Essay of the Week: “The Show Goes On”

By Blaine McIndoe

Sirens blared into the room just as Gossip started separating the twins. The noise startled the audience, and I rushed to close the windows. My actors were prepared to handle the unexpected, such as covering each others’ mistakes, ad libbing if necessary. However, New York City had thrown an abrupt and unexpected curveball, just as the audience was about to witness Gossip’s manipulative nature. As I shut the first window, the play continued and the voices of my actors were heard. The play, like my passion for directing, was stubborn and could not be stopped. Besides, the show must go on–and that motto could stand as the title of my life story.

When I was little I thought God had made a mistake. Plan A was for me to be born and raised in America. Instead I was born in China, adopted and then raised in America. Americans come in all shapes and colors, but being Chinese while the rest of the family was white, I couldn’t help but feel like the least American of the family. However, my life was like any good show; it had to go on. In moving through life, adoption has remained a big part of my past, but not as big of a part of my identity as storyteller. Some people comment that I’m “so brave,” and that I “should write a book about my experience.” First problem: I was eight months old when I was adopted, and what eight-month-old is vigorously note taking as if they’re a journalist during the election of 2016?

While I don’t recall pivotal moments of my adoption, I have become a storyteller of narratives. My lens goes beyond my identity. It is formed by the girl who grew to express her voice through acting, film and stage directing, even though she had a tough time with language in a new country. Most kids start talking at around two-and-a-half or three. But at age four, the only word I really used was “hello,” and it wouldn’t even sound right, because I would pronounce it “hey-yo.” My mom was shocked because my first word was fairly sophisticated compared to other kids my age; it was cute until my mom realized that I would be stuck with “hey-yo” for the next two years.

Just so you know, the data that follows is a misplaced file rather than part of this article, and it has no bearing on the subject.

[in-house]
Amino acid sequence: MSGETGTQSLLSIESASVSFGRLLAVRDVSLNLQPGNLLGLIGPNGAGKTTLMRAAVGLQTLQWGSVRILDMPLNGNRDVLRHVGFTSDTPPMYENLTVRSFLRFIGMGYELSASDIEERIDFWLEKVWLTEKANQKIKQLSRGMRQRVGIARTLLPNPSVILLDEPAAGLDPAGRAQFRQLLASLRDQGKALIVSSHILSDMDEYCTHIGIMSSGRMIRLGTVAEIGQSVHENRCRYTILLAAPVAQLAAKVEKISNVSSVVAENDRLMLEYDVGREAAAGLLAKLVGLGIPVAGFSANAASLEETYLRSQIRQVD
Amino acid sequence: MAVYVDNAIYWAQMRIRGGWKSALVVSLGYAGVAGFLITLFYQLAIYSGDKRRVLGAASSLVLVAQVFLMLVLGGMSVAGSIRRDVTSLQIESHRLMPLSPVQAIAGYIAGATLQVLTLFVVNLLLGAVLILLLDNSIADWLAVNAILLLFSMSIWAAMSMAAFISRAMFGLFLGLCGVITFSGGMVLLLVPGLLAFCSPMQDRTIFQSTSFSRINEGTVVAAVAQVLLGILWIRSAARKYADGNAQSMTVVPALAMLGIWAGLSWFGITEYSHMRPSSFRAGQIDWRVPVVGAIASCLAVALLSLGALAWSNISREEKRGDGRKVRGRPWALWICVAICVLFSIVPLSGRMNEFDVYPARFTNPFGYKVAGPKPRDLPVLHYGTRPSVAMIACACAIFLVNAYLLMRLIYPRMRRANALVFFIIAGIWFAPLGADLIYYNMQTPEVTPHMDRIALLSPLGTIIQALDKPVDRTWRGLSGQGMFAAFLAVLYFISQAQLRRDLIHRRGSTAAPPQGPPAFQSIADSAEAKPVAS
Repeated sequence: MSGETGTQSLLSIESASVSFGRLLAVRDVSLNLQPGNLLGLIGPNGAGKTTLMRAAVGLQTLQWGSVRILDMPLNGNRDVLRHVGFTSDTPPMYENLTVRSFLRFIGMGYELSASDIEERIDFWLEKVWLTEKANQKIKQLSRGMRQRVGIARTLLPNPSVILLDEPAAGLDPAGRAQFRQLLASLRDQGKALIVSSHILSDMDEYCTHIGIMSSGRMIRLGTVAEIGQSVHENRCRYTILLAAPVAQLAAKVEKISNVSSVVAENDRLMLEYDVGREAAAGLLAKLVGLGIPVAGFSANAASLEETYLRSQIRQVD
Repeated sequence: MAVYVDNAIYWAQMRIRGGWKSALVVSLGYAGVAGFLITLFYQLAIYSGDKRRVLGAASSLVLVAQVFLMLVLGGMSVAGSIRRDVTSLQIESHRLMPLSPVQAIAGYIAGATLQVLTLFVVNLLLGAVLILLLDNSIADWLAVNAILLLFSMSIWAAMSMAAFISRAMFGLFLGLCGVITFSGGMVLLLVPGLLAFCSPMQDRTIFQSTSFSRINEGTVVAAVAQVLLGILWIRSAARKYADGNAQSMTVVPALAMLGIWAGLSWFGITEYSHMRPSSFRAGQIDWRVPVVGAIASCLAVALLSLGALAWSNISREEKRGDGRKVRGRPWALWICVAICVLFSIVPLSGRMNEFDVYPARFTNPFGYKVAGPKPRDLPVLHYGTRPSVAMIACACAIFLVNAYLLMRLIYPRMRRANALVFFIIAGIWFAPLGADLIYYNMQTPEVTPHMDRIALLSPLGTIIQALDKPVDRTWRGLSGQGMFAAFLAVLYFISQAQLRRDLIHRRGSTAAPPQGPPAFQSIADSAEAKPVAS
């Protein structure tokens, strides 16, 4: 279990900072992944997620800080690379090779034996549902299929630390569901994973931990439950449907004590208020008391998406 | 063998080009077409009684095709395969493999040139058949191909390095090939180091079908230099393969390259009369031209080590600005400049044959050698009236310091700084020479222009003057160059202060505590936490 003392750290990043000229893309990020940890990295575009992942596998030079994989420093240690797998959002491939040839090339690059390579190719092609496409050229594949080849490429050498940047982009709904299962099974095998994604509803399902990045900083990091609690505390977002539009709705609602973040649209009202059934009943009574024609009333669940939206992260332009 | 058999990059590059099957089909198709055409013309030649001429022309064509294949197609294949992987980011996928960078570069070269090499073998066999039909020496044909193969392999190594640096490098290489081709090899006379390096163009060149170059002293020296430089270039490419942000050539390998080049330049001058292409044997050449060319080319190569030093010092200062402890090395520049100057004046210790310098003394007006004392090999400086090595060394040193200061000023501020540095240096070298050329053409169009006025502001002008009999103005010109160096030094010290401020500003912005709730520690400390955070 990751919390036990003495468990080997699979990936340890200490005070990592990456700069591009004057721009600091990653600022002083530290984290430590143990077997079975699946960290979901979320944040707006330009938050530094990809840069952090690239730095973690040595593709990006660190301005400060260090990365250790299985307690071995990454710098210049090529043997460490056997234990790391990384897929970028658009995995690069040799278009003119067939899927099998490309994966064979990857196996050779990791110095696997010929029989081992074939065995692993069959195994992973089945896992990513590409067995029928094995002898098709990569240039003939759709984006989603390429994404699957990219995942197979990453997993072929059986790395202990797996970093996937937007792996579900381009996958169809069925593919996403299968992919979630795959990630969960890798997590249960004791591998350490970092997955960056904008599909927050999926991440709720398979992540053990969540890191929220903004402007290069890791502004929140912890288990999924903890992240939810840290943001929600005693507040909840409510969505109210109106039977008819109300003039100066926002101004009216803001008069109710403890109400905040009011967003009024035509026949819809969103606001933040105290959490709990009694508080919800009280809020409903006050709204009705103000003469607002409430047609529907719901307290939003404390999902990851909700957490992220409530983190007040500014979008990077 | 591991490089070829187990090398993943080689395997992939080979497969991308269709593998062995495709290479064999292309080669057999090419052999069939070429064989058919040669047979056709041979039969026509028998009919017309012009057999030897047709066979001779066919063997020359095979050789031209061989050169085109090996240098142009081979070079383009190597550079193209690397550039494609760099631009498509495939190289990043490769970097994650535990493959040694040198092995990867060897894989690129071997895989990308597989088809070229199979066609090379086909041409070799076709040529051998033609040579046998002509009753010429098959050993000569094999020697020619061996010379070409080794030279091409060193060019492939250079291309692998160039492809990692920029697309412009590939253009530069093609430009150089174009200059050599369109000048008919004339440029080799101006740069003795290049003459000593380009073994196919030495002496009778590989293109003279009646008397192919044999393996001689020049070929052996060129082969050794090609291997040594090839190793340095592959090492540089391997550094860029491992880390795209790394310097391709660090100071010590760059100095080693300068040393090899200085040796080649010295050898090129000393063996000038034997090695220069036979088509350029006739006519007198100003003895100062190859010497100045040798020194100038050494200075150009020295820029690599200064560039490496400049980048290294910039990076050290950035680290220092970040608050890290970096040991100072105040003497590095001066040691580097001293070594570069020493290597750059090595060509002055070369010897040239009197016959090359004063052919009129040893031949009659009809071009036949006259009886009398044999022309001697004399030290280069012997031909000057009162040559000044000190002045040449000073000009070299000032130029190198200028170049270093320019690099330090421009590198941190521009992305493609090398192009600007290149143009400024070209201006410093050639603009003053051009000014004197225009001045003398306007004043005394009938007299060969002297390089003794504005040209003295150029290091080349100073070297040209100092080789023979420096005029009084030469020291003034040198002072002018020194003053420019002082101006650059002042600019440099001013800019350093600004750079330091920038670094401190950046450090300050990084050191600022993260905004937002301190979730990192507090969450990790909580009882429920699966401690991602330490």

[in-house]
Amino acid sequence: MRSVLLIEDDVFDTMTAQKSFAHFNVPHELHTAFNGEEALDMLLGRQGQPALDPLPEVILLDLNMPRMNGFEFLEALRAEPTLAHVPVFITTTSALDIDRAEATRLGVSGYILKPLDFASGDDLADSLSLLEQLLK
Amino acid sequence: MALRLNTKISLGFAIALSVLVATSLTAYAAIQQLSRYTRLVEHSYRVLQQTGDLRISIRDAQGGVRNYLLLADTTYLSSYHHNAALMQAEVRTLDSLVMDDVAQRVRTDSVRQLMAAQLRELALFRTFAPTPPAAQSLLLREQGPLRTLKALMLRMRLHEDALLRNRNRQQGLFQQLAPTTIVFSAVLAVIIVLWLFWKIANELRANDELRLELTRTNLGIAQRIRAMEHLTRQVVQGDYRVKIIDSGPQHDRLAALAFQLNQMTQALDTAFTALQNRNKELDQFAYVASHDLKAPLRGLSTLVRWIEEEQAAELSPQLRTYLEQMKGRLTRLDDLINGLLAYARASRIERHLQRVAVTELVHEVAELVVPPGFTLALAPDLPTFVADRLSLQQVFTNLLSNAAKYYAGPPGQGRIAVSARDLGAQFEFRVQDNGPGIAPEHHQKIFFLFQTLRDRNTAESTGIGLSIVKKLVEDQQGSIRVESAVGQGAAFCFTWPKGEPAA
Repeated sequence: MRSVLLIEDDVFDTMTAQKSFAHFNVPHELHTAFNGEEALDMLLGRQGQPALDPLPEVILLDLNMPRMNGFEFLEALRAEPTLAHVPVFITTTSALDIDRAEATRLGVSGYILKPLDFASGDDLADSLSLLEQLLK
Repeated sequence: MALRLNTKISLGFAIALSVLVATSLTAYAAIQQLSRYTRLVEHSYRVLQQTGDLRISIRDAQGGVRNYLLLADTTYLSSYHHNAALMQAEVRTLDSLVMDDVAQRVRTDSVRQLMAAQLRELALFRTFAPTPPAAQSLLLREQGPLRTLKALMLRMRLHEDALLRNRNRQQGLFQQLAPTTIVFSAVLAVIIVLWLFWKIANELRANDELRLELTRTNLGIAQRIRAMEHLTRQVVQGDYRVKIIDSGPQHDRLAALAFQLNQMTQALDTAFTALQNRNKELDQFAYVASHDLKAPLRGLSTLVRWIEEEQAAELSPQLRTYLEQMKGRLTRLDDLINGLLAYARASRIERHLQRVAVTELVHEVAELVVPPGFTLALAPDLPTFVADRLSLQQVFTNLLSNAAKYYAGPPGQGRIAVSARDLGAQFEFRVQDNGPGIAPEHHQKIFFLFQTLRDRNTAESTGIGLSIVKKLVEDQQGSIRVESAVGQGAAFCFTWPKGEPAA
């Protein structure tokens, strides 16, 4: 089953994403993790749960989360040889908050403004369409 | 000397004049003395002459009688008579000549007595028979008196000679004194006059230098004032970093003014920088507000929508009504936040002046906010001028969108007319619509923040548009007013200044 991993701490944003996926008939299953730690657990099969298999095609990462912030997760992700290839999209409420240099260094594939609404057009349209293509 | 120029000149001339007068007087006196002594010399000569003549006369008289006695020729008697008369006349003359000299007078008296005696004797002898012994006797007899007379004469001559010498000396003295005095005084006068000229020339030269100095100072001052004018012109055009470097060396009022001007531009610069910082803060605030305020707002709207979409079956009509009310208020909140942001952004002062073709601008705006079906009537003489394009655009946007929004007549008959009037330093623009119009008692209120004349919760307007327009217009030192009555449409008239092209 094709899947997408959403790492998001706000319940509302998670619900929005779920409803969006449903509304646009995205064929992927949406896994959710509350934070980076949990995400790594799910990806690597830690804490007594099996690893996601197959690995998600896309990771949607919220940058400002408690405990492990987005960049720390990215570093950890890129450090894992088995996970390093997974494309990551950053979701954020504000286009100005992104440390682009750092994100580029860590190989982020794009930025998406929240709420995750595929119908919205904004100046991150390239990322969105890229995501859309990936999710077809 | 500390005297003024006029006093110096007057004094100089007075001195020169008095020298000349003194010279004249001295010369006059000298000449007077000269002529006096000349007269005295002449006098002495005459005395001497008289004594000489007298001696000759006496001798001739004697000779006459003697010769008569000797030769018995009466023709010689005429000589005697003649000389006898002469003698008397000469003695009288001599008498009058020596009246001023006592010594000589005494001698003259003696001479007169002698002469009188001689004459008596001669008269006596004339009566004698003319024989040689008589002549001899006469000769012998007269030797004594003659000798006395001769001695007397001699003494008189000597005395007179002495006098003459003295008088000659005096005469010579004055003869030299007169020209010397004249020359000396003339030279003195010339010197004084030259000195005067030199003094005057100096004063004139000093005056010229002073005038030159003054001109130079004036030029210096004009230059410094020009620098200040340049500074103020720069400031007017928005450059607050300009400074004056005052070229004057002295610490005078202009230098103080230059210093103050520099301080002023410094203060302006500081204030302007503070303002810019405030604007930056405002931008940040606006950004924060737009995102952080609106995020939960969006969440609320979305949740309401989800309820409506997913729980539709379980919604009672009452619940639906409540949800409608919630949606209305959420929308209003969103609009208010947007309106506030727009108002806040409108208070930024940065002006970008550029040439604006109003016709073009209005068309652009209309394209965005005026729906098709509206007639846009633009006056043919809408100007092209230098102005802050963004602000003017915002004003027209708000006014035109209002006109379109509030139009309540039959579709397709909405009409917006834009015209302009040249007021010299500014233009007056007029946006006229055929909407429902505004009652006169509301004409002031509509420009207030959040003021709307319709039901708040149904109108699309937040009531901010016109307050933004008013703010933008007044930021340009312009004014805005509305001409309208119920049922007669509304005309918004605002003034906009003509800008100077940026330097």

I don’t remember the first speech therapist, but I do recall years in front of a computer, being told to press the space button every time I saw a soccer ball. Once a week for the next six years, a speech therapist would come to the house with workbooks. Musical theatre became a companion to therapy when I was six at my first musical theater summer camp. Drama helped me break out of my timid temperament, and continues to do so even today.

At ten, I was done with speech therapy, but I could not live without the stage. From acting, I grew into a director. I would have never started directing plays or making my own films if it weren’t for my love of acting. Gossip was the first play I ever directed. As director, I solved problems with the force of the strong characters I had played on stage. After a year of planning, my performance space was taken away, and my lead actor quit five minutes before the first rehearsal. I adapted to those hurdles and many others.

Expressing my voice as an actor and director feels natural to me. My mom probably never expected her speech-restricted child to grow into someone who loves public speaking; yet I now know I was born with a purpose. The emergence of my voice demonstrates that I was not a mistake. When I was younger,  I was merely saving my words for later, preserving them to insure that the many shows in my life would go on.

Blaine McIndoe, a graduate of the Professional Performing Arts School, is a freshman at the University of North Carolina School of the Arts.